Rory McIlroy made a 14-foot birdie putt on the 72nd hole to win the Hero Dubai Desert Classic and avoid a playoff with nemesis Patrick Reed.
The two men battled for the lead throughout the back nine in the weather-delayed Monday finish at the Emirates Golf Club. Reed tied McIlroy at the top with a birdie on the par-5 18th and McIlroy – playing one group behind – matched him to finish at 19 under, one clear. McIlroy shot 68 in the finale, to Reed's 65.
"Mentally, today was probably one of the toughest rounds I’ve ever had to play because it would be really easy to let your emotions get in the way. I just had to really concentrate on focusing on myself. Forget who was up there on the leaderboard. And I did that really, really well. I feel like I showed a lot of mental strength out there today," McIlroy said after his round.
It was a dramatic finish to a long, contentious week in the desert, heightened by the rivalry between the sport's traditional tours and LIV Golf. On Tuesday, McIlroy and Reed were embroiled in "Tee-gate," in which McIlroy refused to acknowledge Reed on the range, with Reed responding by tossing his LIV team tee in McIlroy's direction.
Verbal jousting continued a day later, with Reed referring to McIlroy as "an immature little child," and McIlroy revealing that he had been served a subpoena on Christmas Eve by Reed's lawyer, Larry Klayman. The subpoena was in relation to a lawsuit Klayman has filed against the DP World Tour and PGA Tour for suspending LIV players. Though Reed isn't involved in that lawsuit, the connection was enough to further stoke the flames.
As a six-hour weather delay to start the tournament eventually pushed it to a Monday conclusion, there was more controversy on Sunday. Reed's tee shot on the 17th hole appeared to get caught in a palm tree. He identified his ball by using binoculars, but it wasn't clear in TV replays if that was the tree in which Reed's ball had gotten stuck.
Regardless, Reed entered the final round four back of McIlroy, who had three birdies to no bogeys over his first 13 holes on Monday.
Reed, however, birdied three of his first six holes, added an eagle at the par-5 10th and made two more birdies at Nos. 11 and 13.
Reed twice led on the back nine. First, when he birdied the 13th, before McIlroy did the same to match him at 18 under. The second time occurred when McIlroy bogeyed the par-3 15th to drop to minus-17, but Reed quickly responded with a bogey of his own at the 16th – to some noticeable applause from the gallery.
Knotted with two holes of regulation remaining, Reed was unable to capitalize at the 343-yard, par-4 17th. He blew his drive right, into the desert sand and then ran his second shot through the green. The former Masters champ managed to get up and down for par, converting a 6-footer for the save.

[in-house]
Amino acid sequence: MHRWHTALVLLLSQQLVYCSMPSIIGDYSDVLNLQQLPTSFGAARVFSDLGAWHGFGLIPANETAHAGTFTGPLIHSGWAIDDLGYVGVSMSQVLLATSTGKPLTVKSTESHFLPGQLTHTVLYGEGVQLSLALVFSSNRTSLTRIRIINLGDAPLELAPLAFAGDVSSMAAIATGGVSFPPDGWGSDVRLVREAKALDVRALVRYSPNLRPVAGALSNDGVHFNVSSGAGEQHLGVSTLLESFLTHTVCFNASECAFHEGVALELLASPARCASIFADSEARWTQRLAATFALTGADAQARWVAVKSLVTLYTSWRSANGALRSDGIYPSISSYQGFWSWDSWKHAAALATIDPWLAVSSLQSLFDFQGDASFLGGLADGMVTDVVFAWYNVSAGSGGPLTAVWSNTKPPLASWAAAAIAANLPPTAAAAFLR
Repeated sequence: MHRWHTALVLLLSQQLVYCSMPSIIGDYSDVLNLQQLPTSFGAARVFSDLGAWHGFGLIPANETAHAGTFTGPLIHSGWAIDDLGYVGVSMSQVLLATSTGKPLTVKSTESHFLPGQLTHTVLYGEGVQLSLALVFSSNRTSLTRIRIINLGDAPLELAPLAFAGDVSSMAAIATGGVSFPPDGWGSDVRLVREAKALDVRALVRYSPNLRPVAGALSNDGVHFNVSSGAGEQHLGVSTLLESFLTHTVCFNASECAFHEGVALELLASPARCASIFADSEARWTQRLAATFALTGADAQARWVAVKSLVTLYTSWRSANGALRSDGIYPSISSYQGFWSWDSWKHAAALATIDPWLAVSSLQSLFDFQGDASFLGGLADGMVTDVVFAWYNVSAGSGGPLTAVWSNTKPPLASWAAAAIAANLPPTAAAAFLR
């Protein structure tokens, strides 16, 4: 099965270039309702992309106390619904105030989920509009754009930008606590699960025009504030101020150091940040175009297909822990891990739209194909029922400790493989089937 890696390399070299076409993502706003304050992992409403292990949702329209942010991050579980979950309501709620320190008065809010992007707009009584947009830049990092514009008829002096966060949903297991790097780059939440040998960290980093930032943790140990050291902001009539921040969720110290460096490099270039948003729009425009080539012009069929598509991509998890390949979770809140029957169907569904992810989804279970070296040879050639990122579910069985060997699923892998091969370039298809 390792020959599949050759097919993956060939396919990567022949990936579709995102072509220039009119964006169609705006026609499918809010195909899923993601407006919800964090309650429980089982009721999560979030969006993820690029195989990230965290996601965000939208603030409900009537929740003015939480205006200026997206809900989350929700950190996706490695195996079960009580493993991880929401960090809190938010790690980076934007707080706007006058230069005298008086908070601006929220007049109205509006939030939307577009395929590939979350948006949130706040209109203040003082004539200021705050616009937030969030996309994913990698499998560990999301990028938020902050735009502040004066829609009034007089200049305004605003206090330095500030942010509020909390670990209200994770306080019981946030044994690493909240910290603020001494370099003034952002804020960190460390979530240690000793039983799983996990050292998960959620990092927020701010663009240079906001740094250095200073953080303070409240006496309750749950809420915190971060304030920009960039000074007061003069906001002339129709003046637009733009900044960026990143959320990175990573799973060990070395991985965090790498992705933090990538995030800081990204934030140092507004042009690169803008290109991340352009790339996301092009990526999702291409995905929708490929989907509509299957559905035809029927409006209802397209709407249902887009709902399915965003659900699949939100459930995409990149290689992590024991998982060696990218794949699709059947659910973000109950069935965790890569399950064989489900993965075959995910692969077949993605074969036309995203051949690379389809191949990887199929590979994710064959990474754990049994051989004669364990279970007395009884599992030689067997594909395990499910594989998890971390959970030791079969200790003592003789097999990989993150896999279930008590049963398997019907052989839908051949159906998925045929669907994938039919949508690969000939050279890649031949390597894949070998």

McIlroy, meanwhile, hit his tee shot just shy of the putting surface at No. 17. Using a putter, he lagged from 81 feet to 4 feet and converted the birdie to regain the top spot with one hole to play.
As McIlroy waited on the tee box to play the par-5 18th, Reed hit his second from 231 yards to the back of the green, 35 feet from the pin. McIlroy responded by using driver off the tee, but it proved too much. His ball ran through the fairway and into the thick rough guarding the water, feet shy of the hazard.
Reed two-putted for birdie to tie McIlroy and enter the clubhouse at 18 under par. McIlroy then laid up with his second shot, avoiding what happened a year ago when he hit his second into the water on No. 18 in losing by a shot.
This time, he would have to make birdie from 93 yards to win.
McIlroy placed his third shot to 14 feet and had that for the outright win. He made it and calmly raised his right arm with a fist, before a release of emotions and an embrace with his caddie, Harry Diamond.
"Honestly, I feel like I got lucky that my ball didn't go in the water off the tee shot. It's such an awkward tee shot for me. Driver is too much and 3-wood is not quite enough. So tried to hit a sort of easy driver and it came out really, really hot, and you know, I was lucky for it not to go in the water but I really only had one choice. I needed to lay up and try to get up-and-down that way," McIlroy explained.
"I said yesterday, with the two balls in the water on Sunday last year and then yesterday, fool me once, shame on me, and fool me twice – I wasn't going to get fooled a third time. It was nice to be able to play the percentages and make it pay off."
It's McIlroy's third win in this event, dating back to his first professional victory in 2009.